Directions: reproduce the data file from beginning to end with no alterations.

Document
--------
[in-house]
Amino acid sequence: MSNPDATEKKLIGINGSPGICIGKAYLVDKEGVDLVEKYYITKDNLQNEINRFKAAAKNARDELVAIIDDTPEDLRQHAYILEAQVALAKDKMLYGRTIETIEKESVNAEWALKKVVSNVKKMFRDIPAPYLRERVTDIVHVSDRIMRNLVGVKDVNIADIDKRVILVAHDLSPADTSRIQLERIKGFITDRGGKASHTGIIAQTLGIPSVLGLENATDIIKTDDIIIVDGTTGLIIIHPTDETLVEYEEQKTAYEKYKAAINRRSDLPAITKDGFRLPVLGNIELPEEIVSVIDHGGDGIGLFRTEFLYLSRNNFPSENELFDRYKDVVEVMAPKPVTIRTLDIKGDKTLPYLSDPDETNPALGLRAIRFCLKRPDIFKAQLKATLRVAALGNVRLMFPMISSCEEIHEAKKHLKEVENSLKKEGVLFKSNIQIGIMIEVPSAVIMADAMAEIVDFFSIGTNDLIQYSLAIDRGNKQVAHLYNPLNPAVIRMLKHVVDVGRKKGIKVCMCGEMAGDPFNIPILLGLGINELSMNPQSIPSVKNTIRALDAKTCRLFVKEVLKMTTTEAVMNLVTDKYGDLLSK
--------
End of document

[in-house]
Amino acid sequence: MSNPDATEKKLIGINGSPGICIGKAYLVDKEGVDLVEKYYITKDNLQNEINRFKAAAKNARDELVAIIDDTPEDLRQHAYILEAQVALAKDKMLYGRTIETIEKESVNAEWALKKVVSNVKKMFRDIPAPYLRERVTDIVHVSDRIMRNLVGVKDVNIADIDKRVILVAHDLSPADTSRIQLERIKGFITDRGGKASHTGIIAQTLGIPSVLGLENATDIIKTDDIIIVDGTTGLIIIHPTDETLVEYEEQKTAYEKYKAAINRRSDLPAITKDGFRLPVLGNIELPEEIVSVIDHGGDGIGLFRTEFLYLSRNNFPSENELFDRYKDVVEVMAPKPVTIRTLDIKGDKTLPYLSDPDETNPALGLRAIRFCLKRPDIFKAQLKATLRVAALGNVRLMFPMISSCEEIHEAKKHLKEVENSLKKEGVLFKSNIQIGIMIEVPSAVIMADAMAEIVDFFSIGTNDLIQYSLAIDRGNKQVAHLYNPLNPAVIRMLKHVVDVGRKKGIKVCMCGEMAGDPFNIPILLGLGINELSMNPQSIPSVKNTIRALDAKTCRLFVKEVLKMTTTEAVMNLVTDKYGDLLSK